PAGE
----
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Tale of two separated lovers, Charlie and Elizabeth. The pair, driven apart by a beastly clause of a will that grants Charles a massive inheritance if he finds gainful employment for six months, keep each other up to date in a series of letters. Charlie finds work in a house for wayward girls. Not to be outdone, Elizabeth replies back with her stories of a visiting the harem of a local pasha.

Published: Olympia Press on Apr 22, 1983
ISBN: 9781626571181
List price: $2.99
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This book, originally published by Charles Carrington in 1905, is ostensibly by Jean de Villiot, who was probably Hugues Rebell. According to Richard Manton, in the Grove edition of 1983, it is essentially a continuation of 'The Amorous Memoirs of Capt. De Vane', in which a number of low-class girls of callipygous shape are subjected to vigorous chastisement with canes and birches, as a supplement to debaucheries of an (at least partly) consensual nature. We are re-introduced to Lesley Cox, Noreen, Maggie and Miss Jolly, amongst others; characters who seem to have been popular figures in Edwardian erotica. Two lovers, Charlie and Lizzie, are separated and must continue their liaison in the form of letters, Charlie's concerning his duties in a strict academy for young ladies, and Lizzie's reporting on her experiences in an Arabian harem. Both situations provide ample opportunities for erotic stimulus. This book is a classic of Edwardian erotic literature.read more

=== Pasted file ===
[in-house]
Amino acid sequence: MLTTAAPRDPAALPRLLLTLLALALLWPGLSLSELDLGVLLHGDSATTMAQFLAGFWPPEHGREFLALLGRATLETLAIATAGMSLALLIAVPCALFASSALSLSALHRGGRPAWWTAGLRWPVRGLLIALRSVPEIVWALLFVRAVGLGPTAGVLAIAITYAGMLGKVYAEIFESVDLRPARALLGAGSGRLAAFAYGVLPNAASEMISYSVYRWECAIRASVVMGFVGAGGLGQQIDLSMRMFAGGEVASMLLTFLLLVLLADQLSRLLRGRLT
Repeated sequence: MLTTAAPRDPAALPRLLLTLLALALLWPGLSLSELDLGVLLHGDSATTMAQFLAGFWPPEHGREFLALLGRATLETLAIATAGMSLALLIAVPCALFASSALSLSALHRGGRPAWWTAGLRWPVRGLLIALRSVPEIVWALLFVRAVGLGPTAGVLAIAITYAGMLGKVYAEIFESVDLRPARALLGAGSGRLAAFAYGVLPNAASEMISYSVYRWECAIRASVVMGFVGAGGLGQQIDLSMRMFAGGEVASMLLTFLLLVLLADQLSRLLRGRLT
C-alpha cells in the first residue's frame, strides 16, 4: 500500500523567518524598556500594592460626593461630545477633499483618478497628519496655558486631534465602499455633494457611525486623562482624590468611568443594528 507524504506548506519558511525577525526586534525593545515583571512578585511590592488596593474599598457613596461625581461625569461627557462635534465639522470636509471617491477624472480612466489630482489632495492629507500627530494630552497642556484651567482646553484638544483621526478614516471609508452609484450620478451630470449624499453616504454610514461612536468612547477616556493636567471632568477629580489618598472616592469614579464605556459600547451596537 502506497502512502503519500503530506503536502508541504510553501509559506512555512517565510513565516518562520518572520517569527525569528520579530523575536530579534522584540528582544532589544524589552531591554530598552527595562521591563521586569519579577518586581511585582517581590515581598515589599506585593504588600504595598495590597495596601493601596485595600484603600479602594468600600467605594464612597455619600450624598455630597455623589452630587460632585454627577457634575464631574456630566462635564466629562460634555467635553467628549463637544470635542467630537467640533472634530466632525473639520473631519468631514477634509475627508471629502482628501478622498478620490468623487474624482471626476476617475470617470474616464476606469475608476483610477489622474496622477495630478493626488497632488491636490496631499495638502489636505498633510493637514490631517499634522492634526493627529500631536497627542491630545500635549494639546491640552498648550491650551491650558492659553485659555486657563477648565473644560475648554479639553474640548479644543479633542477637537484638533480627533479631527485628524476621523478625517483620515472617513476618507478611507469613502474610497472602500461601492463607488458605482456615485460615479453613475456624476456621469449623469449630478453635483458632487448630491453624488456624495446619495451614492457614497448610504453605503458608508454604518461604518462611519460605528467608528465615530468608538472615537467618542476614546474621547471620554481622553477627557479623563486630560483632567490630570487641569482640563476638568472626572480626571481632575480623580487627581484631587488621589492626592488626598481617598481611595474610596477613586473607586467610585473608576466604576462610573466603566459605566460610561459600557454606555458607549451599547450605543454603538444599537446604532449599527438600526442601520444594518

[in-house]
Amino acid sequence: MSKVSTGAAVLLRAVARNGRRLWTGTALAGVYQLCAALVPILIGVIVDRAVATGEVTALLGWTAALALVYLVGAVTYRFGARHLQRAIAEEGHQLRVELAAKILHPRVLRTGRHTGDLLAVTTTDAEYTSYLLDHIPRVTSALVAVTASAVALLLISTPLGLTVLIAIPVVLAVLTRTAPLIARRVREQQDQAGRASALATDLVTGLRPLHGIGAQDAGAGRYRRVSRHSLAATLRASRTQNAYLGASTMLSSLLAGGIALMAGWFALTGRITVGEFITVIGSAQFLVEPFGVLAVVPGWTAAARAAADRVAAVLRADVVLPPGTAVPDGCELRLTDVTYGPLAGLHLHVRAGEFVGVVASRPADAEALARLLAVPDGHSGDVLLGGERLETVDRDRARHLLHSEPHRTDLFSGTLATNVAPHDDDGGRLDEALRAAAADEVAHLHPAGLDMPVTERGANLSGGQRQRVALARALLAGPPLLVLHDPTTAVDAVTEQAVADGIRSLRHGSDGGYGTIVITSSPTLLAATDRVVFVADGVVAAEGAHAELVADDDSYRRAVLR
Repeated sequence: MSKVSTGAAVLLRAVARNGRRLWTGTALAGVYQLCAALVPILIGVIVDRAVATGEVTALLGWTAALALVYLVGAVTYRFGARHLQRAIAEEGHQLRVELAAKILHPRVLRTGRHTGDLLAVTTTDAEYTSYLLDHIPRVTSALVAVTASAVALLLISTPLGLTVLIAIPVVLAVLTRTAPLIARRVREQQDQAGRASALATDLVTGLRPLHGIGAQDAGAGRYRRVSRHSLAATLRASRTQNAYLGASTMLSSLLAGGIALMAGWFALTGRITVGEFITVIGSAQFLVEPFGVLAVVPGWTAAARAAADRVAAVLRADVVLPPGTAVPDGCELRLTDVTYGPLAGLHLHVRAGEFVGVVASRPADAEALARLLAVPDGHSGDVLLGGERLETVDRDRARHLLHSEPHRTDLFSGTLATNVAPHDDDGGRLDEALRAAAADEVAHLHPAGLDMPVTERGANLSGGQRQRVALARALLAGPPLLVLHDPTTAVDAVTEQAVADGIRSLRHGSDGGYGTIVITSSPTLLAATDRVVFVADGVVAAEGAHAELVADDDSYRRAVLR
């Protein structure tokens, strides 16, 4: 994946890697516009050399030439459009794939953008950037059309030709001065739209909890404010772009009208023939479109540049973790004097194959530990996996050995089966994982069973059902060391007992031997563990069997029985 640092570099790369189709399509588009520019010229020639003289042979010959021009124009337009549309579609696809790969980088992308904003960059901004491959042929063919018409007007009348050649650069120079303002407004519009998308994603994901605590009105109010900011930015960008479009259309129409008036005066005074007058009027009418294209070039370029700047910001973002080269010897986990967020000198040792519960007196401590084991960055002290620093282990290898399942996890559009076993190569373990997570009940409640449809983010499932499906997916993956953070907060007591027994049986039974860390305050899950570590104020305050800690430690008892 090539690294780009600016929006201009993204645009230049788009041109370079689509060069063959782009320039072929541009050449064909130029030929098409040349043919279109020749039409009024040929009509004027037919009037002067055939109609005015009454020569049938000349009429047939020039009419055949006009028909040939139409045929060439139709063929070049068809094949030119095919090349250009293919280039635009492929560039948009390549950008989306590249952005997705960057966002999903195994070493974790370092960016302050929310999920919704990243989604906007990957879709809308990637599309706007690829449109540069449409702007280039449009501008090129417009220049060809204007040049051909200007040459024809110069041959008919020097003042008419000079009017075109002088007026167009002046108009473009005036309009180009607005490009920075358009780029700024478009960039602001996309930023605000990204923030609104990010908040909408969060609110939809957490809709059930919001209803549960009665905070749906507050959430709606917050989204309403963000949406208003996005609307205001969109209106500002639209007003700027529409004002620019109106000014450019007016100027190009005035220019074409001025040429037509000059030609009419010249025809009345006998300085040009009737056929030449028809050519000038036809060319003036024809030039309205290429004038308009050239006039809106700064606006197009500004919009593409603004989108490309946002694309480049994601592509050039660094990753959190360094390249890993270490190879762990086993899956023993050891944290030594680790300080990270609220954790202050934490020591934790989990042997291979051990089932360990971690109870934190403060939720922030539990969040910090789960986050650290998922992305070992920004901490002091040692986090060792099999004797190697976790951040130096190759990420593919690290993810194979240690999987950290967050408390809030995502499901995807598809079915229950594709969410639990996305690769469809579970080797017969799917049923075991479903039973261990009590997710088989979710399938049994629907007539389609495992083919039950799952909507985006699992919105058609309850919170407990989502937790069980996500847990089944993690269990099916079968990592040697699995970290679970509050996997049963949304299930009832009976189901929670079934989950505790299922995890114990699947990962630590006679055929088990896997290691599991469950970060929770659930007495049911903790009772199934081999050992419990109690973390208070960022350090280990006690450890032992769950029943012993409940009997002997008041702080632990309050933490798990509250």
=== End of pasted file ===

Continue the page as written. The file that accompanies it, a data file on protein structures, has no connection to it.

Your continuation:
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This book, originally published by Charles Carrington in 1905, is ostensibly by Jean de Villiot, who was probably Hugues Rebell. According to Richard Manton, in the Grove edition of 1983, it is essentially a continuation of 'The Amorous Memoirs of Capt. De Vane', in which a number of low-class girls of callipygous shape are subjected to vigorous chastisement with canes and birches, as a supplement to debaucheries of an (at least partly) consensual nature. We are re-introduced to Lesley Cox, Noreen, Maggie and Miss Jolly, amongst others; characters who seem to have been popular figures in Edwardian erotica. Two lovers, Charlie and Lizzie, are separated and must continue their liaison in the form of letters, Charlie's concerning his duties in a strict academy for young ladies, and Lizzie's reporting on her experiences in an Arabian harem. Both situations provide ample opportunities for erotic stimulus. This book is a classic of Edwardian erotic literature.
Is this review helpful? Yes | NoThank you for your feedback.
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